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Flight Takes Audiences on a Harrowing Journey Across Europe

Two Afghan refugees search for a new start in this unique show from Scotland.

A scene from Vox Motus's Flight, directed by Jamie Harrison and Candice Edmunds, at the Mckittrick Hotel.
(© Mihaela Bodlovic)

The protagonists of Flight wouldn't be able to see the show. Even if a kind stranger bought them tickets, they wouldn't make it past the ID scanner at the front door of the McKittrick Hotel, because they have nothing to scan — no passports or state IDs. Nothing. Hard as it is for us to imagine in the document-centric West, this is the reality for billions of people, perhaps the majority. Scotland-based theater company Vox Motus puts us in their shoes with Flight, a theatrical installation that is both ingeniously rendered and heartfelt.

Based on Caroline Brothers's page-turner of a novel, Hinterland, the story follows brothers Aryan (Farshid Rokey) and Kabir (Nalini Chetty), who flee their home in war-torn Afghanistan for the promise of a new life in England. Aryan is 14 and Kabir is just 8, but they manage to travel across Iran, Turkey, Greece, Italy, and France through sheer determination and the kindness of strangers. But strangers can be exceedingly cruel too, especially when they know that Aryan and Kabir have no way of fighting back, and no papers to prove that they even exist.

Surprisingly, the actors noted above are not actually performing in front of us. Instead, this story is told completely through miniature figurines on a rotating diorama, with recorded voices transmitted to us through headphones. Designed by Jamie Harrison and Rebecca Hamilton, hundreds of handmade models appear in exquisitely detailed frames, each depicting a beat in the story. Simon Wilkinson lights over 200 boxes to correspond with Mark Melville's jarringly intimate binaural audio design. It's like seeing a three-dimensional graphic novel that comes with an accompanying radio drama.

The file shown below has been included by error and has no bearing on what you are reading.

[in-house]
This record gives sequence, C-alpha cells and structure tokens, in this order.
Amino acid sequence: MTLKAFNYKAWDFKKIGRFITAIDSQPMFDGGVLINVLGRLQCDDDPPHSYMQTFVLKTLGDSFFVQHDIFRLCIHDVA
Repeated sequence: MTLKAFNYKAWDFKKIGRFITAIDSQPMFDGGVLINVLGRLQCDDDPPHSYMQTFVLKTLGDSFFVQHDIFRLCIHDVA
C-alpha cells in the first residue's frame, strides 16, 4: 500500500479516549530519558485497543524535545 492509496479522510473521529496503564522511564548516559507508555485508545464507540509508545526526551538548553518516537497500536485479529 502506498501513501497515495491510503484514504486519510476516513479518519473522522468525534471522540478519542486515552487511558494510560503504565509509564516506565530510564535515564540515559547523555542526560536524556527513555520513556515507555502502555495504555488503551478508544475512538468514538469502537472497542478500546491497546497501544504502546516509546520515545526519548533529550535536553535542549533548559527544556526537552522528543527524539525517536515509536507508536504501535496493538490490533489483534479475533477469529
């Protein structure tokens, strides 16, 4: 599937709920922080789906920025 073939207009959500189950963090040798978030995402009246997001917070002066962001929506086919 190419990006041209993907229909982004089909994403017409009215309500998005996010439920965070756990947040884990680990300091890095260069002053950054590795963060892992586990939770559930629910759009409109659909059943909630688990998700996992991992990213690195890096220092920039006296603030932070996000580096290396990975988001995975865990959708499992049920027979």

As if that weren't complicated enough, each audience member sits in an individual booth around the central carousel that houses the light boxes, meaning that we're all at a different point in the story at any given moment. Storyboard artist Kenneth MacLeod has impressively mapped out the narrative from every angle, with the lighting and audio perfectly synchronized with the rotation of this puzzle box. Under the thoughtful direction of Jamie Harrison and Candice Edmunds, Flight is a work of breathtaking complexity that also manages to be deeply moving.

Kabir and Aryan look down an unfamiliar road in Flight.
(© Mihaela Bodlovic)

The voice actors are a big part of that. As Aryan, Rokey exudes an adolescent hopefulness that is tempered by a cautious catch in his voice. The responsibility for his younger brother weighs on his diction, and we can hear his heart pounding in his throat when he thinks he's lost him. Chetty undergoes a marked transformation during the play, with her voice darkening from childlike mischief to adult gravity as Kabir grows up on the road.

Playwright Oliver Emanuel has economically adapted the novel, neatly fitting the story into 50 minutes. He steadfastly avoids any details of Aryan and Kabir's life in Afghanistan, which has the benefit of cutting off the asinine debate about who deserves refuge and who does not. These two boys travel across much of Eurasia, often on foot. They're clearly running from something terrible.

Not all of Vox Motus's contrivances are that clever. The French police are depicted as a flock of noisy seagulls, an evocative choice that disappointingly ignores the human complicity in Aryan and Kabir's oppression. Every year, Western taxpayers spend billions of dollars to keep people like Aryan and Kabir out of their countries, and Western police sometimes use violence to carry out that directive. We shouldn't be able to just blame it all on the birds.

Hopefully, the next time you hear someone remark that undocumented immigrants ought to "get in line" and "follow the process," you'll remember Aryan and Kabir, and how there is no line for them. This may not matter to some, but those people ought to explain why it is justified that children should be forced to live in a war zone just because they were born there.